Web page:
What is the true nature of the threat civilization now faces from radical Islam? Foreign policy analyst Tony Corn bravely addresses that question in “World War IV As Fourth-Generation Warfare,” published in the current issue of Policy Review.
Corn explains the struggle in terms of a conflict within Islam itself: The challenge confronting the West today is at once less than a full-fledged clash of civilizations and more than some unspecified war on terrorism: It is first and foremost an insurgency within Islam, which began in earnest in 1979, and for which the West remained, at least until 2001, a secondary theater of operations. From 1979 on, the revolution in Iran, the invasion of Afghanistan, the re-Islamization from above in Pakistan, the surge of Saudi activism in the Broader Middle East and the concurrent marginalization of Egypt within the Arab world (following the Camp David accords) combined to give birth to a qualitative and quantitative change of paradigm whereby pan-Arabism — the main movement in the Middle East since 1945 — was supplanted by pan-Islamism.
Thus: The West is at war with a new totalitarianism for which terrorism is one technique or tactic among many. .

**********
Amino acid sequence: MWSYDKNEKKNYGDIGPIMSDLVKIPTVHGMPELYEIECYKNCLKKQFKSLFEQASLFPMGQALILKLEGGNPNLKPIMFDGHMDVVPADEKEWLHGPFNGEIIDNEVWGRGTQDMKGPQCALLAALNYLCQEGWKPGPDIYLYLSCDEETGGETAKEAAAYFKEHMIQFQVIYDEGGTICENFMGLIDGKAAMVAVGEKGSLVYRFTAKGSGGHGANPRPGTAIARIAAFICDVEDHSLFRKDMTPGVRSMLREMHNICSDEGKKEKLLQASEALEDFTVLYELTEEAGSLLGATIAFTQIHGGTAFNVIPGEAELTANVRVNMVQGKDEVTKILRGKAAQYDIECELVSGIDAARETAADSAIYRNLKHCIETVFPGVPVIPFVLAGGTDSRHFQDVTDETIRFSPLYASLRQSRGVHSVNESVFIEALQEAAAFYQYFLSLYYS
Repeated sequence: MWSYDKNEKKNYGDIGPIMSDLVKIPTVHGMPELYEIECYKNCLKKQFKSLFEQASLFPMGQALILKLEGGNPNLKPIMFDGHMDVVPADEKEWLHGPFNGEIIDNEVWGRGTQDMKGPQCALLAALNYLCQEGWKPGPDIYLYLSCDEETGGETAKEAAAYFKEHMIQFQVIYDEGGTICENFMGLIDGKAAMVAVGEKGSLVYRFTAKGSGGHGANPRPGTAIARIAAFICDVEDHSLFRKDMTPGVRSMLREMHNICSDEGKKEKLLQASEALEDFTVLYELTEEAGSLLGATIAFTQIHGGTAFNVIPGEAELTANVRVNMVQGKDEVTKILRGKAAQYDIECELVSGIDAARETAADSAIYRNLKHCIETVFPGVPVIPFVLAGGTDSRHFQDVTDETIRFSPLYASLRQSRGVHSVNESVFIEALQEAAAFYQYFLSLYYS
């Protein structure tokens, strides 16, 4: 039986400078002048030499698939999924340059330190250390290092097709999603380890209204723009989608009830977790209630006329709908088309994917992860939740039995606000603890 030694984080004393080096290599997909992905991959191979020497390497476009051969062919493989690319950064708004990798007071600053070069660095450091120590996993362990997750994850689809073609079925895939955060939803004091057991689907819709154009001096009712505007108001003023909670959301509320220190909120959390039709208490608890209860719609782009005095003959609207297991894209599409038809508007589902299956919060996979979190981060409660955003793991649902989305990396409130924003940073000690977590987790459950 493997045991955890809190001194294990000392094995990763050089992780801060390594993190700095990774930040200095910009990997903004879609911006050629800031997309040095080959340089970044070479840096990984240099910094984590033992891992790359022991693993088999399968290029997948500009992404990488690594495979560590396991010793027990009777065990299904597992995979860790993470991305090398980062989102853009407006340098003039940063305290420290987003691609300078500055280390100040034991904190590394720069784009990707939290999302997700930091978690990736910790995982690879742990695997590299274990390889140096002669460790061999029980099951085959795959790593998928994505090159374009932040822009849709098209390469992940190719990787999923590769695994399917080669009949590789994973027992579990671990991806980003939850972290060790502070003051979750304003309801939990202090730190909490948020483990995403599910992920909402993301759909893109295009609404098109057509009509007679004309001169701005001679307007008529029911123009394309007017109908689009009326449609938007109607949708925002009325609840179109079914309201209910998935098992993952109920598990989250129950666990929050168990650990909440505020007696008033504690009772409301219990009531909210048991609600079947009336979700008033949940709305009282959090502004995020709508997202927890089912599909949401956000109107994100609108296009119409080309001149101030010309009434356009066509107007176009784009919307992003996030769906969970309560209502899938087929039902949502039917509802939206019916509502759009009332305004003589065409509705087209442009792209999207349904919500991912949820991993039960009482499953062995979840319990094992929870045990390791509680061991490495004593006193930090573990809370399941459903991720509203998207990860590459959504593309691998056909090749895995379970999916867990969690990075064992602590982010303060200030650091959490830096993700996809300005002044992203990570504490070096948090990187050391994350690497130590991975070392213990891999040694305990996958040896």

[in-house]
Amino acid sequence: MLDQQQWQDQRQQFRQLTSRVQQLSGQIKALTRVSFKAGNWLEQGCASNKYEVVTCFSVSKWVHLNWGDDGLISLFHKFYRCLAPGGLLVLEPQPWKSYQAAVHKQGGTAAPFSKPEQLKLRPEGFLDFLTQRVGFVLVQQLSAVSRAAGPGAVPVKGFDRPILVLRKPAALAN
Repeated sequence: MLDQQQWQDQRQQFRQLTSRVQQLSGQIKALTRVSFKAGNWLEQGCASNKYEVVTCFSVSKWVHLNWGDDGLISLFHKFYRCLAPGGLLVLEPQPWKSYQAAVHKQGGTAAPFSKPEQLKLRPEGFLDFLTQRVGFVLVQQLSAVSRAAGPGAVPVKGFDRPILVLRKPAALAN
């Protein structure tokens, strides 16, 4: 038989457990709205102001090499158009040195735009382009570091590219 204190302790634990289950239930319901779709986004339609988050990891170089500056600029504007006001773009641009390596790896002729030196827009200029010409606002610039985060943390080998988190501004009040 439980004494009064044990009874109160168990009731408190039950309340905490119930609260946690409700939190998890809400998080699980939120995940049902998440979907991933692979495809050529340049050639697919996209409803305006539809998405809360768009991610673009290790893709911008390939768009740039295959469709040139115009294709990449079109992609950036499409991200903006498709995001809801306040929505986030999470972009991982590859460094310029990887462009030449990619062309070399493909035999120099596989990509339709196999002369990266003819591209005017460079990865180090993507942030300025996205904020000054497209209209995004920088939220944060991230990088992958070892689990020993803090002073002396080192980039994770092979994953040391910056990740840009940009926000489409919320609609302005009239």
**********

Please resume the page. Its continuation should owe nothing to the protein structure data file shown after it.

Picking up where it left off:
His most frightening assessment: The challenge for the West can hardly be overestimated: Even if only 1 percent of the world’s 1.2 billion Muslims were to end up being seduced by the global jihad, the West and moderate Muslim regimes would still have to deal with some 12 million jihadists spread across more than 60 countries. And if only 1 percent of these 12 million were to opt for “martyrdom operations,” the West would still have to deal, for a generation at least, with some 120,000 suicide bombers.
This is a sobering reality, made all the more urgent by the riots and attacks in response to the controversy over publication of a cartoon in Denmark.
Tony Corn’s essay is an important piece of analysis — the kind of analysis you are not likely to see on the nightly news or in the leading newspapers.